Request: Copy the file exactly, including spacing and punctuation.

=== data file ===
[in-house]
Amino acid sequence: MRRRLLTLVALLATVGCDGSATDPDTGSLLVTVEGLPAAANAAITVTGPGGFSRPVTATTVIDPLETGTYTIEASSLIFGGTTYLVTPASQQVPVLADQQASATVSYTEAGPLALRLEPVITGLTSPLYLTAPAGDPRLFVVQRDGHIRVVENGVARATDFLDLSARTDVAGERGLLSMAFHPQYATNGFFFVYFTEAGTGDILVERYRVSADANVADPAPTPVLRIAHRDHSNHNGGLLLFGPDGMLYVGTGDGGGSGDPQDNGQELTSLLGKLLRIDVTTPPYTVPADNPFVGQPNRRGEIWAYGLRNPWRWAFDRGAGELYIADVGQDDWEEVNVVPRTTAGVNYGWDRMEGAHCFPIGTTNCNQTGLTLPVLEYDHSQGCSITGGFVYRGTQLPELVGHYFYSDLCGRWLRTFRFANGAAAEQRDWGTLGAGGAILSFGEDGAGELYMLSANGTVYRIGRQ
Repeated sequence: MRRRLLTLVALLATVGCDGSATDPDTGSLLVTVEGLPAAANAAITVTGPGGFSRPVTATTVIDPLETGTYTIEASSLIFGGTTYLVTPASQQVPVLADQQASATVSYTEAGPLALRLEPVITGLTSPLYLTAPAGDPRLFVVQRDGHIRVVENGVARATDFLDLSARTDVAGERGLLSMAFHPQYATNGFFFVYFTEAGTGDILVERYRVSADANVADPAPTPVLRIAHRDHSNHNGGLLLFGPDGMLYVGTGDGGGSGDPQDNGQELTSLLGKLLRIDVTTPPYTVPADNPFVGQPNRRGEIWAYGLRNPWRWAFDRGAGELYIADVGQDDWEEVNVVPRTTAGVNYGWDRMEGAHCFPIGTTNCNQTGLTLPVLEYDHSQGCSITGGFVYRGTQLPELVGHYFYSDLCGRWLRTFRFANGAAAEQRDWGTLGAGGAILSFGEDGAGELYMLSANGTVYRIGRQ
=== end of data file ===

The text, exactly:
[in-house]
Amino acid sequence: MRRRLLTLVALLATVGCDGSATDPDTGSLLVTVEGLPAAANAAITVTGPGGFSRPVTATTVIDPLETGTYTIEASSLIFGGTTYLVTPASQQVPVLADQQASATVSYTEAGPLALRLEPVITGLTSPLYLTAPAGDPRLFVVQRDGHIRVVENGVARATDFLDLSARTDVAGERGLLSMAFHPQYATNGFFFVYFTEAGTGDILVERYRVSADANVADPAPTPVLRIAHRDHSNHNGGLLLFGPDGMLYVGTGDGGGSGDPQDNGQELTSLLGKLLRIDVTTPPYTVPADNPFVGQPNRRGEIWAYGLRNPWRWAFDRGAGELYIADVGQDDWEEVNVVPRTTAGVNYGWDRMEGAHCFPIGTTNCNQTGLTLPVLEYDHSQGCSITGGFVYRGTQLPELVGHYFYSDLCGRWLRTFRFANGAAAEQRDWGTLGAGGAILSFGEDGAGELYMLSANGTVYRIGRQ
Repeated sequence: MRRRLLTLVALLATVGCDGSATDPDTGSLLVTVEGLPAAANAAITVTGPGGFSRPVTATTVIDPLETGTYTIEASSLIFGGTTYLVTPASQQVPVLADQQASATVSYTEAGPLALRLEPVITGLTSPLYLTAPAGDPRLFVVQRDGHIRVVENGVARATDFLDLSARTDVAGERGLLSMAFHPQYATNGFFFVYFTEAGTGDILVERYRVSADANVADPAPTPVLRIAHRDHSNHNGGLLLFGPDGMLYVGTGDGGGSGDPQDNGQELTSLLGKLLRIDVTTPPYTVPADNPFVGQPNRRGEIWAYGLRNPWRWAFDRGAGELYIADVGQDDWEEVNVVPRTTAGVNYGWDRMEGAHCFPIGTTNCNQTGLTLPVLEYDHSQGCSITGGFVYRGTQLPELVGHYFYSDLCGRWLRTFRFANGAAAEQRDWGTLGAGGAILSFGEDGAGELYMLSANGTVYRIGRQ